SUMMER and SMOKE
“…now I have changed my mind, or the girl who said ‘no’, — she doesn’t exist anymore, she died last summer — suffocated in smoke from something on fire inside her.”
– Alma to Dr. Buchanan
Poor Alma Winemiller. She is the epitome of what a proper Southern woman, with beautiful looks and a charming disposition should aspire to become. Then, there is the Southern belle way on keeping what she feels locked up deep inside. Set in Glorious Hill, Mississippi, she has just returned from a church performance she believes she was horrible in. Along with her preacher father, the Reverend Winemiller (Jeffrey Markle), a loony out-of-touch mother (wonderfully played by the amusing Deborah Marlowe) and her unrequited love and childhood friend Dr. John Buchanan, Jr. (Gregory James). She’s a nervous woman with a rapid-fire speech that goes on endlessly. She can talk forever about everything and nothing and makes it interesting and entertaining to hear.
Dr. John Jr. is completely opposite of Alma. He is the residential bad boy who lives life on his own terms. There is a subtle sense that Alma admires that part of John’s spirit even though she publicly shuns it. After one of their many intimate conversations, the handsome doctor admits that he has always liked Alma. She’s speechless for once, and moves the conversation to another topic. One of these issues is the Mexican girl Rosa Gonzales (Fernanda Rohd). She is sensuous, beautiful and for the moment, has captured John’s full attention. To shift the focus back on to her, Alma tells John she believes she has a touch of malaria.
Clearly, Alma’s hypochondriac ways is how she grabs John’s attention. And it works. He temporarily leaves Rosa alone to tend to the “ill” Alma.
While John gets his fill for the flavor of the month with Rosa, Alma is concerned of remaining a spinster for the rest of her life. Her one and only proposal comes from the ill-suited Roger Doremus (Brian Habicht). Alma doesn’t have many options and
Roger is looking pretty decent. She doesn’t love him but he’s respectable. John’s father, John Buchanan Sr. (Townsend Coleman) doesn’t take too kindly to his son’s carousing and other bad habits. The often argue about John Jr. changing his ways and becoming more respectable. Alma would be the ideal fit in this scenario. There is one tender scene in particular that gives hope to the doomed couple. John Jr. takes Alma to the Moonlight Casino. They sit very close together. He caresses her cheek and thigh and immediately she slaps his hands away. They both express the confining roles women have to play in romance. Alma has to be proper but John is free to move wherever and with whomever he chooses. The problem of letting go is what stops this couple from moving forward or going back.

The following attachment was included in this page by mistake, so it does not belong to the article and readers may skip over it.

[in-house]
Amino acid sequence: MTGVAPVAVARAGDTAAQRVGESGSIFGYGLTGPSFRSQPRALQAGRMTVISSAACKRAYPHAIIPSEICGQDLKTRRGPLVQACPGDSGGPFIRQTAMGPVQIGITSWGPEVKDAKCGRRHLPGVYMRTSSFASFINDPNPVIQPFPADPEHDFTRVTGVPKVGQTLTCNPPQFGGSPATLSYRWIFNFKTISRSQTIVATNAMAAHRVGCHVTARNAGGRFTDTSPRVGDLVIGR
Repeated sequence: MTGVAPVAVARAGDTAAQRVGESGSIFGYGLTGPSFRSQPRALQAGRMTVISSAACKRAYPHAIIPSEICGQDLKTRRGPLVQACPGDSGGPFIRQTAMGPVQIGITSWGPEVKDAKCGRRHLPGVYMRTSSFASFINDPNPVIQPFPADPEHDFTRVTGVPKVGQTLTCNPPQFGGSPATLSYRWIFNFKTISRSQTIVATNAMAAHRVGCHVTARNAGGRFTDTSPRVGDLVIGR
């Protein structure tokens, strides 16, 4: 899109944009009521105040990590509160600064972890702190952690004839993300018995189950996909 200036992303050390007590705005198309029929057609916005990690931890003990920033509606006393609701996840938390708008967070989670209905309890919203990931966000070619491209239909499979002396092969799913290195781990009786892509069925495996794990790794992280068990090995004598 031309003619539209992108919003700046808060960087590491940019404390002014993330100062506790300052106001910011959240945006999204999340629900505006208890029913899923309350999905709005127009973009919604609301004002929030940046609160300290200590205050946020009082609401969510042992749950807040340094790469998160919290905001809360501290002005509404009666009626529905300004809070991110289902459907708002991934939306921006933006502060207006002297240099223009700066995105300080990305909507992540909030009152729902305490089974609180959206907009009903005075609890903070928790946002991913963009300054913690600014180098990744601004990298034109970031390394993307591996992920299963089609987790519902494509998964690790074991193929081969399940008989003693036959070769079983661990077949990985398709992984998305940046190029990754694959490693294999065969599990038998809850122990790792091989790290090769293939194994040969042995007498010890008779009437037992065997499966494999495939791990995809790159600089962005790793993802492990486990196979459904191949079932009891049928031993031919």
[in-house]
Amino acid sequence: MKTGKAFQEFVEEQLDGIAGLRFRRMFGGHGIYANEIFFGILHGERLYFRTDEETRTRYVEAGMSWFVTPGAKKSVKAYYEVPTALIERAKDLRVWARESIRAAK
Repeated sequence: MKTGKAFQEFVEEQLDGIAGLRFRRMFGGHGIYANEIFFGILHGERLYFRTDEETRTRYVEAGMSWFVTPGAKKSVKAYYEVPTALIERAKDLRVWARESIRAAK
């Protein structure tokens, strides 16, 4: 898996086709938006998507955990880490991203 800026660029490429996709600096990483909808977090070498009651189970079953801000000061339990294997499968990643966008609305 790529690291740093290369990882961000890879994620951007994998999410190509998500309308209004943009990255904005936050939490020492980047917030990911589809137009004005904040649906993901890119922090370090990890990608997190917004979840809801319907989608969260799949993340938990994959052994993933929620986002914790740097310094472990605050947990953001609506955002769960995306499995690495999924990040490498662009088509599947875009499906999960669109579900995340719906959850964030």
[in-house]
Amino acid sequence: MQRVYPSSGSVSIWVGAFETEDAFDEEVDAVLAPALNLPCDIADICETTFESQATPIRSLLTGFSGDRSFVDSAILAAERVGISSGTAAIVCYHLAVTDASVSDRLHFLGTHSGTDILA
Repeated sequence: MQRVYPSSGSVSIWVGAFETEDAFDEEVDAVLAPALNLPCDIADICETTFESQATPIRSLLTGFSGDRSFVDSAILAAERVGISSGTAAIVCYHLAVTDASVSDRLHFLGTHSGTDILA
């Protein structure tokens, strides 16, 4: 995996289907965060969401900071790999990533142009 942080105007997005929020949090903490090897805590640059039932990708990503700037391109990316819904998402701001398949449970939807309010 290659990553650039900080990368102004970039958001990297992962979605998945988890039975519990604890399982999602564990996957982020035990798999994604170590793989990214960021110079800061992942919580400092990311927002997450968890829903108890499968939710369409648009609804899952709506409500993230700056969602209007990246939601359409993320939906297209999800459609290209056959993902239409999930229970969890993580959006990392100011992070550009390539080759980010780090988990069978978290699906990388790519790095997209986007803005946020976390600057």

Battani and James do a wonderful job as the ill-fated Alma and John. Battani is especially good in adding layers of complexity to her character who simply wants to be free from the downtrodden rules that society places on women at the turn of the century. James is excellent as the free spirit who captured Alma’s heart and body. His freedom is very inviting but also restrictive to the opposite sex. Together they make the perfect, mismatched couple. They are never mean to each other but instead developed a high level of respect and kindness that lasts even though the romance doesn’t. Melody Hollis as Nellie Ewell brings forth the comic relief that adds to the play’s charm. She’s a sweet, articulate and optimistic young woman whose tender nature makes her instantly likable. It’s clear to see why Dr. John Jr. finds her attractive and pursues more than a friendship.
Though not as popular as Williams’ other recognizable plays, Cat on a Hot Tin Roof or The Glass Menagerie, it still carries and maintain Williams familiar characters of wounded people trying to do right and get by until the next day. And that is always a great thing.
Summer and Smoke plays at the David Schall Theatre on Fridays and Saturdays at 8 p.m. and ends on Sunday 17th at 2:30 p.m. located at 1760 N. Gower St. (on the campus of the First Presbyterian Church of Hollywood) in Hollywood. For ticket reservations, call (323) 462-8460 or visit www.ActorsCo-op.org.